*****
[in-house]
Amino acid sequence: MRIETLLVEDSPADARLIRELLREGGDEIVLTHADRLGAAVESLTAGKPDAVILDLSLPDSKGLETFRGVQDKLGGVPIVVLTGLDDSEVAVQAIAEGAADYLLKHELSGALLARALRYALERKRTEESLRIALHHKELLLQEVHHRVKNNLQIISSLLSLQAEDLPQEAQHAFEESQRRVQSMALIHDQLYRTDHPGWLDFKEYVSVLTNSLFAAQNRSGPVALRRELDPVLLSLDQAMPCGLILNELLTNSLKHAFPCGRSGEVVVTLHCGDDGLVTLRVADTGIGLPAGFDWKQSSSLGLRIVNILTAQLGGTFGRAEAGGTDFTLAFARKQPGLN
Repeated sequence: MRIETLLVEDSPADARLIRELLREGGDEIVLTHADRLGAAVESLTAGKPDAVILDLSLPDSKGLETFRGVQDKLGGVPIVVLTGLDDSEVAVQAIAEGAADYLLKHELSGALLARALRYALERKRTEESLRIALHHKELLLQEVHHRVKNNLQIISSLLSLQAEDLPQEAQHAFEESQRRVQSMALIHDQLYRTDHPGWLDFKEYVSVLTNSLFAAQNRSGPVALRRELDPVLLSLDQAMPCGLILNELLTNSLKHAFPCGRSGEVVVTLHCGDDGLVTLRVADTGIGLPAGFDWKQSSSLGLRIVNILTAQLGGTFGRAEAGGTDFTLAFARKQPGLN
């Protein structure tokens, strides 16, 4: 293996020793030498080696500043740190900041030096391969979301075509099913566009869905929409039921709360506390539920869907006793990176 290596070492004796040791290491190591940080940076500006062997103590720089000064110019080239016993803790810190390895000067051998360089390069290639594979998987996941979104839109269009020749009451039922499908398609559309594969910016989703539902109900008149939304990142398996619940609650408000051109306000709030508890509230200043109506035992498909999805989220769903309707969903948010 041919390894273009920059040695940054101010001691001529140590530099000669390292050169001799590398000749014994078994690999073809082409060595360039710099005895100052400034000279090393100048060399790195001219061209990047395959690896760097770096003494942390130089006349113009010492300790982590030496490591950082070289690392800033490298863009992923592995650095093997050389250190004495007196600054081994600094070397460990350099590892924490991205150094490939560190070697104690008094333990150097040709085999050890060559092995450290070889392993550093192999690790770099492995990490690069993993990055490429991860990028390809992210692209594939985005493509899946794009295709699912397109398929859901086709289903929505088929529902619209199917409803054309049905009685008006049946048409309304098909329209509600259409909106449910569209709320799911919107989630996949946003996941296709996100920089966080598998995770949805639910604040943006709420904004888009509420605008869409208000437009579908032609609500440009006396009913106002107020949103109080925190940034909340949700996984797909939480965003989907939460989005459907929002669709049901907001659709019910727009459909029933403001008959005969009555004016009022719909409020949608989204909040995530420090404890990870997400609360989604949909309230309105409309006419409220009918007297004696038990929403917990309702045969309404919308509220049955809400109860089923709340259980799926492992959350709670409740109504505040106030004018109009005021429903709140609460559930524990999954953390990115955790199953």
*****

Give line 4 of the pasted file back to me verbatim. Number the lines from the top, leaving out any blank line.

């Protein structure tokens, strides 16, 4: 293996020793030498080696500043740190900041030096391969979301075509099913566009869905929409039921709360506390539920869907006793990176 290596070492004796040791290491190591940080940076500006062997103590720089000064110019080239016993803790810190390895000067051998360089390069290639594979998987996941979104839109269009020749009451039922499908398609559309594969910016989703539902109900008149939304990142398996619940609650408000051109306000709030508890509230200043109506035992498909999805989220769903309707969903948010 041919390894273009920059040695940054101010001691001529140590530099000669390292050169001799590398000749014994078994690999073809082409060595360039710099005895100052400034000279090393100048060399790195001219061209990047395959690896760097770096003494942390130089006349113009010492300790982590030496490591950082070289690392800033490298863009992923592995650095093997050389250190004495007196600054081994600094070397460990350099590892924490991205150094490939560190070697104690008094333990150097040709085999050890060559092995450290070889392993550093192999690790770099492995990490690069993993990055490429991860990028390809992210692209594939985005493509899946794009295709699912397109398929859901086709289903929505088929529902619209199917409803054309049905009685008006049946048409309304098909329209509600259409909106449910569209709320799911919107989630996949946003996941296709996100920089966080598998995770949805639910604040943006709420904004888009509420605008869409208000437009579908032609609500440009006396009913106002107020949103109080925190940034909340949700996984797909939480965003989907939460989005459907929002669709049901907001659709019910727009459909029933403001008959005969009555004016009022719909409020949608989204909040995530420090404890990870997400609360989604949909309230309105409309006419409220009918007297004696038990929403917990309702045969309404919308509220049955809400109860089923709340259980799926492992959350709670409740109504505040106030004018109009005021429903709140609460559930524990999954953390990115955790199953």